Most parents would love to see their children achieve greater success than they had in their own business careers. Vince Shiely is probably no different. That his son, John, would someday take his place as president of Briggs & Stratton Corporation, and then become the companys CEO at the age of 48, has to be a source of glowing pride.
“It’s hard to find good help nowadays . . .” Yes, is an old, tired phrase, but nonetheless true. On a landscaping project, especially, its tough to amass the skilled manpower necessary to complete a job, according to many contractors.
fail even in days of prosperity, turning otherwise profitable
enterprises into dismal
failures, often in surprisingly short time. Red ink is an indication,
not a cause, for a breakdown in a company's health. Being guilty of one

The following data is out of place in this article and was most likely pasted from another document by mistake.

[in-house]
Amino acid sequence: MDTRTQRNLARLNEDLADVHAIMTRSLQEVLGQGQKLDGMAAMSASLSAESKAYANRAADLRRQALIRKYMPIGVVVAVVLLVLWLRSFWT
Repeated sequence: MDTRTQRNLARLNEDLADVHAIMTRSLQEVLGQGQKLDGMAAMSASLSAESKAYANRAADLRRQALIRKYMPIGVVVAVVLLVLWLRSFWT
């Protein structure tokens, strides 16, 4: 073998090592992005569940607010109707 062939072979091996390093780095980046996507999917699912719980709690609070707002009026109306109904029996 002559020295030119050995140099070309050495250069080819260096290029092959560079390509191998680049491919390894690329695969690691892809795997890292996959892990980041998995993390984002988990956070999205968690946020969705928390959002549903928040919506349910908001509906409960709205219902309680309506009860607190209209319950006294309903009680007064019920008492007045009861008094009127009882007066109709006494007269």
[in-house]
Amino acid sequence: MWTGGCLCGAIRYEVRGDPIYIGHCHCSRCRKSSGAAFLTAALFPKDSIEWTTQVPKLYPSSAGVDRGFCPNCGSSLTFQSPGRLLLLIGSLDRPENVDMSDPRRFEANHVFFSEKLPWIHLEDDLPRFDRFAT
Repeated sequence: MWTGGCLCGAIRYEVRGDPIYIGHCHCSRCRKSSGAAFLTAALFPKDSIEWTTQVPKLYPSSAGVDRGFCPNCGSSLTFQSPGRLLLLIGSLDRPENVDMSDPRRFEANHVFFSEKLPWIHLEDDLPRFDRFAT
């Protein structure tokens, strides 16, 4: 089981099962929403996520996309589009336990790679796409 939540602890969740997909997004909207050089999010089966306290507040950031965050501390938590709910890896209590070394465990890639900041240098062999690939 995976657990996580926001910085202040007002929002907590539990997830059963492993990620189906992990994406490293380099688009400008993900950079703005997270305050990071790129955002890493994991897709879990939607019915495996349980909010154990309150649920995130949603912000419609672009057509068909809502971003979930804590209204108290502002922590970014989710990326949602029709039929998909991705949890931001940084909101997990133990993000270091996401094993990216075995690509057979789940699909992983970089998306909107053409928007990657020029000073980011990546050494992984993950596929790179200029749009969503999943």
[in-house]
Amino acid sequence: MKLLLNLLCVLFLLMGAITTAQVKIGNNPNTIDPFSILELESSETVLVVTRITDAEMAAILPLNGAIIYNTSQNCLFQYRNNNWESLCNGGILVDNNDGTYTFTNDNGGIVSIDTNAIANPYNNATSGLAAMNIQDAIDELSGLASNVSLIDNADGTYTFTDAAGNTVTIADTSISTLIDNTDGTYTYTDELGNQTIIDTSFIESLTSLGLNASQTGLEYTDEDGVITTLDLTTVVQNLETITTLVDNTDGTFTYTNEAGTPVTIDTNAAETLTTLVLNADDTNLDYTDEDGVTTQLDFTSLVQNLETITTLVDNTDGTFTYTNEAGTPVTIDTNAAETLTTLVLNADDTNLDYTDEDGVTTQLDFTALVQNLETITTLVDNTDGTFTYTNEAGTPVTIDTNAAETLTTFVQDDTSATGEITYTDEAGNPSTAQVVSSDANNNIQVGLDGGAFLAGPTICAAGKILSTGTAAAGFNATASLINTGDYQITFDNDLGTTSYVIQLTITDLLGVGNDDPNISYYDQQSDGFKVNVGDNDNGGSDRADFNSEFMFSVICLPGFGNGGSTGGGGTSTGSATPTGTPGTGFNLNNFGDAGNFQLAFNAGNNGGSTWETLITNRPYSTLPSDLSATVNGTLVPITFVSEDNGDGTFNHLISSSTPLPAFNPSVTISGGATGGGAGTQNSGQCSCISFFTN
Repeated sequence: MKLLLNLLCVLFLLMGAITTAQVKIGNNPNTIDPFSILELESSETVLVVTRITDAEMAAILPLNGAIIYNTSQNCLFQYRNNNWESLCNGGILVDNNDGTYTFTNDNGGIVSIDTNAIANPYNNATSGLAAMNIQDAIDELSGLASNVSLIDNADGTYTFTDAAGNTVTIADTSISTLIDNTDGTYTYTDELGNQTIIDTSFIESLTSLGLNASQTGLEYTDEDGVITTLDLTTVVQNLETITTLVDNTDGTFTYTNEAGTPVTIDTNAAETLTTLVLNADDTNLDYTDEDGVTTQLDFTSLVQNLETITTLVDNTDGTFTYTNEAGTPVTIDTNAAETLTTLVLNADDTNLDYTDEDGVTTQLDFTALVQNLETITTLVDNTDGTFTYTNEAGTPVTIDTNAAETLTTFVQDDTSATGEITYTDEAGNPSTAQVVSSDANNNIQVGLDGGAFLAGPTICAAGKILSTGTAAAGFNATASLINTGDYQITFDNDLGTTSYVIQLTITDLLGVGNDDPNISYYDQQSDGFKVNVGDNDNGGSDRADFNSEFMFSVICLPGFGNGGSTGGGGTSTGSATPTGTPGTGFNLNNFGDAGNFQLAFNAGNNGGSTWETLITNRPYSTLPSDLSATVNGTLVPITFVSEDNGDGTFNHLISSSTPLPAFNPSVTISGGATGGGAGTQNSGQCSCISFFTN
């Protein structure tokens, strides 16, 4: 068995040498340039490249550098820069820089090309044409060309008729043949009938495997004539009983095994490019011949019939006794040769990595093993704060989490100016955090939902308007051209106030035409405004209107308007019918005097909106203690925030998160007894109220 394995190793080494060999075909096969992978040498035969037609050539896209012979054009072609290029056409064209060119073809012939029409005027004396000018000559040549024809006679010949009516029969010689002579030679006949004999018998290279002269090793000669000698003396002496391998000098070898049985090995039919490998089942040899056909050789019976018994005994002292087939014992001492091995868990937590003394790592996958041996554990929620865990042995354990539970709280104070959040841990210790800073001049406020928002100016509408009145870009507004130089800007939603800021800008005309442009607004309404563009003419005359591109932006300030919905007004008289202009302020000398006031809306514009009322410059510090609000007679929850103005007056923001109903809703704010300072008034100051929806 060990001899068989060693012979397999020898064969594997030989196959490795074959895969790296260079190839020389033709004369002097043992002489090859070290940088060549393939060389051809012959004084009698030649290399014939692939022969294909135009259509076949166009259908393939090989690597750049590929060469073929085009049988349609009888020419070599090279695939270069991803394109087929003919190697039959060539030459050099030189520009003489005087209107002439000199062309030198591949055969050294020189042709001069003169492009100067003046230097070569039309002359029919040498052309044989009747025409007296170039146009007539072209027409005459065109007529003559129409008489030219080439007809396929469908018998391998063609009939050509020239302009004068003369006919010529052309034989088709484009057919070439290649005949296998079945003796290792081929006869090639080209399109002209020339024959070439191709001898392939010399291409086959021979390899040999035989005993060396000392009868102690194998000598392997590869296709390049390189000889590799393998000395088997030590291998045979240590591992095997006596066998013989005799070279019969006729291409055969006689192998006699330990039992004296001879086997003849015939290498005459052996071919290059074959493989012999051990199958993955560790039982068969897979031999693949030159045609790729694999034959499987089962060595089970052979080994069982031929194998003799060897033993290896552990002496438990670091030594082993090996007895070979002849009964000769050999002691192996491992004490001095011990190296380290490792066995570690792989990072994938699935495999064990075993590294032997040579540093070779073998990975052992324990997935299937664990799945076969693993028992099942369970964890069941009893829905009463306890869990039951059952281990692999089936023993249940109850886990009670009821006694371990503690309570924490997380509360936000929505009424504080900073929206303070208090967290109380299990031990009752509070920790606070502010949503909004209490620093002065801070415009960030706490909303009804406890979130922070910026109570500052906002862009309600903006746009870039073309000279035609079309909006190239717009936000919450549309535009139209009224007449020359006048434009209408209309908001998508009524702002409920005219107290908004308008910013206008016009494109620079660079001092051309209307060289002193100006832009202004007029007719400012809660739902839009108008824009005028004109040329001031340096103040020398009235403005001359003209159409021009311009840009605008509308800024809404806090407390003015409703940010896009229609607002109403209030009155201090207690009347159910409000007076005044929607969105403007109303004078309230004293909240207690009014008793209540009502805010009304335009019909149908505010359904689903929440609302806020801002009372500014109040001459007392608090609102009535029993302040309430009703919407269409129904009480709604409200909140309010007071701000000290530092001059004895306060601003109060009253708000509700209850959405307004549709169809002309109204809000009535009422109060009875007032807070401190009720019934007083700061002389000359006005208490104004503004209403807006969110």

failing, or a combination of several, can sink any
profitable business into oblivion.
ABOUT NINE YEARS AGO, DALE VON
Dohren, owner of San Jose, California-
based Landmark Landscapes,
had a successful woodworking
business. Then he saw an
opportunity in the landscaping
business and decided to change
WHEN JOHN MILLER WAS STILL A
teenager he was managing
his own lawn care company. Called
Superior Lawns, Miller’s company
handled everything from mowing
lawns to working with tractors. It
was a pretty successful venture.
Between high school proms and
mid-term exams, Superior Lawns
occupied much of Miller’s focus,
and before long, he was pulling in
enough business to bring some of
his schoolyard friends onboard as